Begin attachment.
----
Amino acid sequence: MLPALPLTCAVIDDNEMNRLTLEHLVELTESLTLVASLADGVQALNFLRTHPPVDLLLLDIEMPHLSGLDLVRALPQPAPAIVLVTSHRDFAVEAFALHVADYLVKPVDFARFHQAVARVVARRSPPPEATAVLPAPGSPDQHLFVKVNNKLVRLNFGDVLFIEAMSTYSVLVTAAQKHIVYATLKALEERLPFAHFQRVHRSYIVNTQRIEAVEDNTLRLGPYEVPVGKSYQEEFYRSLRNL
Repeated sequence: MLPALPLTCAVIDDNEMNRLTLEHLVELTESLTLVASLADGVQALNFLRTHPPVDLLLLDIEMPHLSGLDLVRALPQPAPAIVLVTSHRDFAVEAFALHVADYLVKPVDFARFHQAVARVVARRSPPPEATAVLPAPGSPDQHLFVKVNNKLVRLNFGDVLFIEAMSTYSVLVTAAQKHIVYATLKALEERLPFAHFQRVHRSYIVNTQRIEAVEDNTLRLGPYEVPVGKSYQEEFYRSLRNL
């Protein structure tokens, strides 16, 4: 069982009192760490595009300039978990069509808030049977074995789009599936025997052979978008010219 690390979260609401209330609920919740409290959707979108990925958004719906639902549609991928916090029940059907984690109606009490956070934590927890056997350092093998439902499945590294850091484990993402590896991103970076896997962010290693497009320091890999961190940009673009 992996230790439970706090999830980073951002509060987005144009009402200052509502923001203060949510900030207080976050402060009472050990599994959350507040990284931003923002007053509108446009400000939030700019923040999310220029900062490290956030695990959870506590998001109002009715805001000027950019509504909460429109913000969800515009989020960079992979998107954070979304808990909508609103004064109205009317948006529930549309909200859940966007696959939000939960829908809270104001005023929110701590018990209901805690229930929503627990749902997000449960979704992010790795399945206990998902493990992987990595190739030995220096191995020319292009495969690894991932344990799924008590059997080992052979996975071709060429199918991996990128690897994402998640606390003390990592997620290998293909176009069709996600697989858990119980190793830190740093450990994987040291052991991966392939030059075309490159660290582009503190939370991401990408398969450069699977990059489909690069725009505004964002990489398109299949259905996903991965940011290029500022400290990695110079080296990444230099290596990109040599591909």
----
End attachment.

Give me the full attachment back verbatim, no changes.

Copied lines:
Amino acid sequence: MLPALPLTCAVIDDNEMNRLTLEHLVELTESLTLVASLADGVQALNFLRTHPPVDLLLLDIEMPHLSGLDLVRALPQPAPAIVLVTSHRDFAVEAFALHVADYLVKPVDFARFHQAVARVVARRSPPPEATAVLPAPGSPDQHLFVKVNNKLVRLNFGDVLFIEAMSTYSVLVTAAQKHIVYATLKALEERLPFAHFQRVHRSYIVNTQRIEAVEDNTLRLGPYEVPVGKSYQEEFYRSLRNL
Repeated sequence: MLPALPLTCAVIDDNEMNRLTLEHLVELTESLTLVASLADGVQALNFLRTHPPVDLLLLDIEMPHLSGLDLVRALPQPAPAIVLVTSHRDFAVEAFALHVADYLVKPVDFARFHQAVARVVARRSPPPEATAVLPAPGSPDQHLFVKVNNKLVRLNFGDVLFIEAMSTYSVLVTAAQKHIVYATLKALEERLPFAHFQRVHRSYIVNTQRIEAVEDNTLRLGPYEVPVGKSYQEEFYRSLRNL
């Protein structure tokens, strides 16, 4: 069982009192760490595009300039978990069509808030049977074995789009599936025997052979978008010219 690390979260609401209330609920919740409290959707979108990925958004719906639902549609991928916090029940059907984690109606009490956070934590927890056997350092093998439902499945590294850091484990993402590896991103970076896997962010290693497009320091890999961190940009673009 992996230790439970706090999830980073951002509060987005144009009402200052509502923001203060949510900030207080976050402060009472050990599994959350507040990284931003923002007053509108446009400000939030700019923040999310220029900062490290956030695990959870506590998001109002009715805001000027950019509504909460429109913000969800515009989020960079992979998107954070979304808990909508609103004064109205009317948006529930549309909200859940966007696959939000939960829908809270104001005023929110701590018990209901805690229930929503627990749902997000449960979704992010790795399945206990998902493990992987990595190739030995220096191995020319292009495969690894991932344990799924008590059997080992052979996975071709060429199918991996990128690897994402998640606390003390990592997620290998293909176009069709996600697989858990119980190793830190740093450990994987040291052991991966392939030059075309490159660290582009503190939370991401990408398969450069699977990059489909690069725009505004964002990489398109299949259905996903991965940011290029500022400290990695110079080296990444230099290596990109040599591909």